by Nora Pehrson
Hearst, Murch and Wilson students start taking new standardized assessment tests this week, and Deal students will begin testing next week. No number 2 pencils are required.
PARCC was developed by Pearson, an education company that develops curricula, digital learning programs, and standardized tests. It replaces the DC Comprehensive Assessment System (DC CAS) test, which had been in use since spring 2008. The “partnership” part of PARCC includes 12 states and the District of Columbia, and is aligned with the Common Core standards.
According to the official PARCC website, many current standardized state tests have been designed to measure basic skills. The PARCC tests are marketed as a way to assess actual performance and “point the way to what students need to learn” in preparation for college and or a career. Some school districts are also using the tests to grade teacher performance, but DCPS says this year, at least, it will not.
On February 12th, the DC Office of the State Superintendent of Education (OSSE) held the first in a series of community meetings to address questions about PARCC. A representative from OSSE made a presentation to a small group consisting mostly of DCPS parents at the Francis-Stevens campus of School Without Walls.
PARCC has not been met with universal acceptance in DC or in other participating states. Ruth Wattenberg, the Ward 3 Board of Education representative, says she’s heard from parents, educators, and other stakeholders who are concerned that the standardized tests take time away from valuable classroom instruction. The focus on math and reading, furthermore, can lead to a narrowing of the curriculum, “squeezing out… social studies, sciences, and the arts.” Additionally, some parents at the Francis-Stevens meeting were concerned that results from the test would not be available until the following school year. They were worried that this delay would diminish teachers’ ability to apply the data to actual student instruction.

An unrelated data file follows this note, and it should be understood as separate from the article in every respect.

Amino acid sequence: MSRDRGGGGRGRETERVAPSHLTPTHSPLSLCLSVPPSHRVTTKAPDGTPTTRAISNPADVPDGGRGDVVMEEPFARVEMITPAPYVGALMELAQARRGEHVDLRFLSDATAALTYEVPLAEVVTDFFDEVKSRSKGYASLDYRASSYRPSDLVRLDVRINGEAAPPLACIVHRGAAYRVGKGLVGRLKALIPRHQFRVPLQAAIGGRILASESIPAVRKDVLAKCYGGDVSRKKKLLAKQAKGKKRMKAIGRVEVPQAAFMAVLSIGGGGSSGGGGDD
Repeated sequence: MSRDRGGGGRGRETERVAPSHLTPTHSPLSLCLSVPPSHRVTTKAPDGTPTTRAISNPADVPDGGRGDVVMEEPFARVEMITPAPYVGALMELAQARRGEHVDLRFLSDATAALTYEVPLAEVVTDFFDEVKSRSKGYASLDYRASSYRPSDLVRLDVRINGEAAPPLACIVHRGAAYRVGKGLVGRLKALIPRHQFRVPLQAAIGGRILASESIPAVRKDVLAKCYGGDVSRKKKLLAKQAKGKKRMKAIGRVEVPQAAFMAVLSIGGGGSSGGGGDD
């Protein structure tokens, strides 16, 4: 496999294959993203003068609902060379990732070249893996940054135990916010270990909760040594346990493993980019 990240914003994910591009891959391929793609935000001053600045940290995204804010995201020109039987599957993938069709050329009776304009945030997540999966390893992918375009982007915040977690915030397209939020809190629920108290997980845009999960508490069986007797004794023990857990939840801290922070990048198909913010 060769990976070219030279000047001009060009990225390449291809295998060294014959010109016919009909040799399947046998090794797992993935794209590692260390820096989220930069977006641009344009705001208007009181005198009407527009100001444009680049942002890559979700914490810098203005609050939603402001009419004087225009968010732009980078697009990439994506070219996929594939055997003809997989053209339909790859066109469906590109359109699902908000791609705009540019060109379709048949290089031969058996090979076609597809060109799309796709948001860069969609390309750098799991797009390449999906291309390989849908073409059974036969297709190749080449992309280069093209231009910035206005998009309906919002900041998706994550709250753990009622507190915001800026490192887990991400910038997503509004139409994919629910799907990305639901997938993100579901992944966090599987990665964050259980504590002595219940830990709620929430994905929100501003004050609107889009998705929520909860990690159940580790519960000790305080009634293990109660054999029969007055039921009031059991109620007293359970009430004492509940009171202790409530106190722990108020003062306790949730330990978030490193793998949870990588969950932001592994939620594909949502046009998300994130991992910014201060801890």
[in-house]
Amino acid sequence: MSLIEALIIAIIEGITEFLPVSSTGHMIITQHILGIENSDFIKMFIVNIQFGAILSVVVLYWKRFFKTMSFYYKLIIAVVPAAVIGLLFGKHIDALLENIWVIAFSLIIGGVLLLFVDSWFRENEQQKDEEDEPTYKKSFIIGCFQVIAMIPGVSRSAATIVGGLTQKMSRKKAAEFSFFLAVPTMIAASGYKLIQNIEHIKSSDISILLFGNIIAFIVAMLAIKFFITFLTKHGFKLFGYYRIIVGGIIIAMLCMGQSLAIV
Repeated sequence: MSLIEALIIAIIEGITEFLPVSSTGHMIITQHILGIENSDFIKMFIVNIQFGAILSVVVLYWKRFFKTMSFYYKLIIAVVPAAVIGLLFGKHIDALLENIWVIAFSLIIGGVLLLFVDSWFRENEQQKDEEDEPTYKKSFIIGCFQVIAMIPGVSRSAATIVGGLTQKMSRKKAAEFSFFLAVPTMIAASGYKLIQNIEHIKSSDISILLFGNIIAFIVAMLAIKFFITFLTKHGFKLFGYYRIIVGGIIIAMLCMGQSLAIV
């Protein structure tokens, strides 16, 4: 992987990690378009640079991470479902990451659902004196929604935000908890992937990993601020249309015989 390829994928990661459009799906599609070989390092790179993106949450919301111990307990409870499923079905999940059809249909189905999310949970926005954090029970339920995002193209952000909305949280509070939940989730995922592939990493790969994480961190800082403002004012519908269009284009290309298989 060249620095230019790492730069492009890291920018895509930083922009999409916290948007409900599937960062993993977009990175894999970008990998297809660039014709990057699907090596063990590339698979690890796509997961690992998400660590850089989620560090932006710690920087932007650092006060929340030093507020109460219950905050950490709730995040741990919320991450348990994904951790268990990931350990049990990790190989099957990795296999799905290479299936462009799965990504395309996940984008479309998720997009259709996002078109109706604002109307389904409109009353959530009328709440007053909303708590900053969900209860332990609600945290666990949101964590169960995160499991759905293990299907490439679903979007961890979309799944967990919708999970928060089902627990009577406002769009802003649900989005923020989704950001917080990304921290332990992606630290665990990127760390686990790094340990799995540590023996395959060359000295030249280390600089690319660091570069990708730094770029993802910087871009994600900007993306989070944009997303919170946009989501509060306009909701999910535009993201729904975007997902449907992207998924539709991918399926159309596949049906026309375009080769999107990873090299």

Opponents also believe the tests are confusing, too lengthy and expensive. Some adults have struggled to answer questions in sample tests and are concerned that teaching to the test will not better prepare students for work or college. And, some are telling their schools and elected leaders their kids will not participate. They include a DCPS teacher whose child attends school in Montgomery County. She is supporting her daughter’s decision to refuse the test.
The so-called opt-out movement is growing, and elected officials are paying attention. The New Jersey state assembly voted on February 23rd to place a three-year moratorium on using the test results as a measure of student achievement and teacher performance. The bill passed by 63 to 7. Governor Chris Christie has been an advocate for both the Common Core and PARCC. That same day in New Mexico, 250 Santa Fe high school students walked out of class in protest of the PARCC test.